Author Archives: Emily Pierce

Reading Response 1

While many people believe that writing for English courses is about throwing as many words on the page as possible to meet a requirement, good writing, good papers, are not. In this chapter, I found many of the same lessons I’ve learned as an English major: if you can say it in less words, do so, but pick your words carefully. Don’t just be concise, but precise. Dr. O’Keefe’s mantra of “words make sound” was also here as Knight discussed the English language.

This chapter was part refresher and part new information. The information I’d heard before was delivered in a different way, showing me a new side of it and a new way to use it, two things which are why I wanted to take this class. I know how to write, but I don’t know this kind of writing. The new information was given in the same way Knight says to write: direct, simple, and telling the reader what they need to know next.

It also served as a reminder to be more conscious as I write, something that is important no matter the kind of writing. I hope to keep remembering this as I write for this class and others.

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Emily Pierce- reading, writing, and racism

By the end of my senior year of high school, I was certain that I wanted to be a middle school Language Arts teacher. Now, my last semester of my undergraduate degree, I am certain that I do not.

In middle school and high school, much of my free time was spent writing, and I always loved my Language Arts classes. I entered Piedmont College as an English Education major, but I will be leaving this May with a B.A. in English, plus whatever a minor in Social Justice shows up as, and heading off to graduate school for, yes, more English. It took me a while to realize that the K12 education system was not for me, though I retain my intense respect for educators. The same semester I first spoke at a literary conference, SAMLA, I changed my major. Luckily, I had enough English credits to not be too far behind.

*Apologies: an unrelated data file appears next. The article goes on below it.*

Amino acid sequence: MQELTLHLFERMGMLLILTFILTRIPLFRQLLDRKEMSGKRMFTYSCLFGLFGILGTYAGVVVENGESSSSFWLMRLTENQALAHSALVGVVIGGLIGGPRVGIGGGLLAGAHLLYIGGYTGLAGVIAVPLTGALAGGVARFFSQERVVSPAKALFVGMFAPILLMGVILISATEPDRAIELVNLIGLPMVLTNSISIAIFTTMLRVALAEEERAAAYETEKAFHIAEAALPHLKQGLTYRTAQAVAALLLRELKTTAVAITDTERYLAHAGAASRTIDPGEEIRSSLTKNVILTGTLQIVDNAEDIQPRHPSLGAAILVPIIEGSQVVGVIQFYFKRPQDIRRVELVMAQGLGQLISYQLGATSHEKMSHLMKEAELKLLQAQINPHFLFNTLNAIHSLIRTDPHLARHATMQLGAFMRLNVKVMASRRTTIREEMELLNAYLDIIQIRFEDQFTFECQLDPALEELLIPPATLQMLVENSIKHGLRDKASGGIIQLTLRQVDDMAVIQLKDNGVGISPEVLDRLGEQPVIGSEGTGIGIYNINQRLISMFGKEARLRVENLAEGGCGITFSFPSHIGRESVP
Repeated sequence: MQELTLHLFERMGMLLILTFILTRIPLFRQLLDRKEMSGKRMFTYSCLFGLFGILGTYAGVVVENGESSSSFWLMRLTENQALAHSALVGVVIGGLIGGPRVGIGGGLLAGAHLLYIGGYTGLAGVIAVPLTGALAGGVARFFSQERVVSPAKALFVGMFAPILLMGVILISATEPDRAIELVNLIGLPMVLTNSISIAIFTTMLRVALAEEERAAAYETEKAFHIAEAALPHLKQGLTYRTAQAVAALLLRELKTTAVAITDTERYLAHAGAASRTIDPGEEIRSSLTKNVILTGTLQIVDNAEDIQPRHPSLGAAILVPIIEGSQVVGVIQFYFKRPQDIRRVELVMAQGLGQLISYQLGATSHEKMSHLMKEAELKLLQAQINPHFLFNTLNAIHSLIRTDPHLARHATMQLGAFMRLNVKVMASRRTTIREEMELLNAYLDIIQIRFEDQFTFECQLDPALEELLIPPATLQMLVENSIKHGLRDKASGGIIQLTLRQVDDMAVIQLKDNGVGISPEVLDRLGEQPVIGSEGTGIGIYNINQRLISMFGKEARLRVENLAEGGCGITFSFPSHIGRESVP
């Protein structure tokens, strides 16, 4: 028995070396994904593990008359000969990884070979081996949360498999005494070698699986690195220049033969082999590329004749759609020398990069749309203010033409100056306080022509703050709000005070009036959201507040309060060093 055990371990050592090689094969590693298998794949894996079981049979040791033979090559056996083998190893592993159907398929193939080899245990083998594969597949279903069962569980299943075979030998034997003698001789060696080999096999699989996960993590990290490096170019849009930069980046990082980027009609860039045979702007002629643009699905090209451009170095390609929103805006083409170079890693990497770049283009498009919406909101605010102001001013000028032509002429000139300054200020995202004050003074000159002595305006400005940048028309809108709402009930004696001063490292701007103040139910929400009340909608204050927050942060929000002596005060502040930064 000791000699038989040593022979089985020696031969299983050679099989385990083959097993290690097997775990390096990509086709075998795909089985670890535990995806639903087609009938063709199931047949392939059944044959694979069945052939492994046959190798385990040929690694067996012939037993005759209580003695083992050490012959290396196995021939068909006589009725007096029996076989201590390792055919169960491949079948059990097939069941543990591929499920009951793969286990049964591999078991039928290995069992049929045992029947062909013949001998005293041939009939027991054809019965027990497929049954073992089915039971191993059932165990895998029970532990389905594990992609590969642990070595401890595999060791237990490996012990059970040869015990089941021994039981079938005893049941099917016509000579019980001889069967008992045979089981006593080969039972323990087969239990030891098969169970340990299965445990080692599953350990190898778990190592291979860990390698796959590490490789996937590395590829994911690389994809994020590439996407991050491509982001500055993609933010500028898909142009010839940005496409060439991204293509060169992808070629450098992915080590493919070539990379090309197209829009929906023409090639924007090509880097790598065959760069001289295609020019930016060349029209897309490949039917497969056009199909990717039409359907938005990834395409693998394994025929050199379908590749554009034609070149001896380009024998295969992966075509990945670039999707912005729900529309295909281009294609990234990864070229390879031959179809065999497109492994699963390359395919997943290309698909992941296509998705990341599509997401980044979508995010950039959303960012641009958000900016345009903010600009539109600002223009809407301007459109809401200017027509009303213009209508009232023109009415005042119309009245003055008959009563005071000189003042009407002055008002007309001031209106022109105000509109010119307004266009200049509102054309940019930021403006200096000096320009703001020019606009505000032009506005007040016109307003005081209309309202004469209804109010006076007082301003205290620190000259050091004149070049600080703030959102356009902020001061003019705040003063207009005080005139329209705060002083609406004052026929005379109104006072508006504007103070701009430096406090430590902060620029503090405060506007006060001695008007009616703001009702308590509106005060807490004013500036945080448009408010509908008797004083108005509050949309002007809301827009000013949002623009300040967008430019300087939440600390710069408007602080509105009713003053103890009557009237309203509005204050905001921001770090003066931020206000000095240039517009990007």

Since changing my major, I’ve had internships and other professional opportunities appear from out of the blue. I got to be the guinea pig for the Lillian Smith Scholars Program here at Piedmont as well as for Reforming Arts’ (a non-profit that provides liberal arts education at Lee Arrendale Prison) internship program. This past summer I stumbled into an internship with Georgia Humanities and got to work on the upcoming Lillian Smith documentary. In February, I’m giving a presentation on Lillian Smith’s Killers of the Dream at the Southern Studies Conference. I am also working on submitting a paper to be published.

Throughout the past couple years, Lillian Smith and her work have made a huge impact on me, and much of what she talked about could have been said yesterday. I have seen the impacts of institutionalized racism on the news and in day-to-day life, but nothing hit me so hard as my internship with Reforming Arts, getting to be in the prison and work with these women one-on-one. Mass incarceration has become a big social justice issue for me, and I have changed from “Miss Community Service” in my high school’s pageant to being someone who marches and affects change. I am writing my capstone on Lillian Smith’s work and the personal, societal, and historical traumas of racism.

These opportunities, combined with the influence of Lillian Smith and the love and support from my family, church family, friends, and boyfriend, have shown me that I made the right decision, and I know that I’m ready for whatever comes next.